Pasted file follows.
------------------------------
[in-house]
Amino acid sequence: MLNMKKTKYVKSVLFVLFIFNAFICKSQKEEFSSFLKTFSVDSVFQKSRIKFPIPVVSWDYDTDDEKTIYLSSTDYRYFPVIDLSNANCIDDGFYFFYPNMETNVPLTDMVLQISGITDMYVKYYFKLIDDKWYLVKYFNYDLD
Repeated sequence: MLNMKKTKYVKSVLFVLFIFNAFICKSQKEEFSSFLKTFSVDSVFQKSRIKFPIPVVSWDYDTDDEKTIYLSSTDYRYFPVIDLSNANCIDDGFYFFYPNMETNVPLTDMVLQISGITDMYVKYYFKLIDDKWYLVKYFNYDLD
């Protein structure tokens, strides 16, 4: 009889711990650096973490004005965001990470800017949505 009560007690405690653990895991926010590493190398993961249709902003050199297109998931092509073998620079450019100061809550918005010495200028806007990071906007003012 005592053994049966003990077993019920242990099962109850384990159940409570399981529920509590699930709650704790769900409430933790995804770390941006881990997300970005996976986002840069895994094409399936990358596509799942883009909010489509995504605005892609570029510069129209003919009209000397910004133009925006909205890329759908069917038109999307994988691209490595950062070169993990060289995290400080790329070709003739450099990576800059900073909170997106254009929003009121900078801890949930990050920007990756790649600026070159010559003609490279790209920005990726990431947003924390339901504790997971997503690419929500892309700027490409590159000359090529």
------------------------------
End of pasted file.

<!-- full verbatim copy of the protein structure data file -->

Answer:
[in-house]
Amino acid sequence: MLNMKKTKYVKSVLFVLFIFNAFICKSQKEEFSSFLKTFSVDSVFQKSRIKFPIPVVSWDYDTDDEKTIYLSSTDYRYFPVIDLSNANCIDDGFYFFYPNMETNVPLTDMVLQISGITDMYVKYYFKLIDDKWYLVKYFNYDLD
Repeated sequence: MLNMKKTKYVKSVLFVLFIFNAFICKSQKEEFSSFLKTFSVDSVFQKSRIKFPIPVVSWDYDTDDEKTIYLSSTDYRYFPVIDLSNANCIDDGFYFFYPNMETNVPLTDMVLQISGITDMYVKYYFKLIDDKWYLVKYFNYDLD
């Protein structure tokens, strides 16, 4: 009889711990650096973490004005965001990470800017949505 009560007690405690653990895991926010590493190398993961249709902003050199297109998931092509073998620079450019100061809550918005010495200028806007990071906007003012 005592053994049966003990077993019920242990099962109850384990159940409570399981529920509590699930709650704790769900409430933790995804770390941006881990997300970005996976986002840069895994094409399936990358596509799942883009909010489509995504605005892609570029510069129209003919009209000397910004133009925006909205890329759908069917038109999307994988691209490595950062070169993990060289995290400080790329070709003739450099990576800059900073909170997106254009929003009121900078801890949930990050920007990756790649600026070159010559003609490279790209920005990726990431947003924390339901504790997971997503690419929500892309700027490409590159000359090529």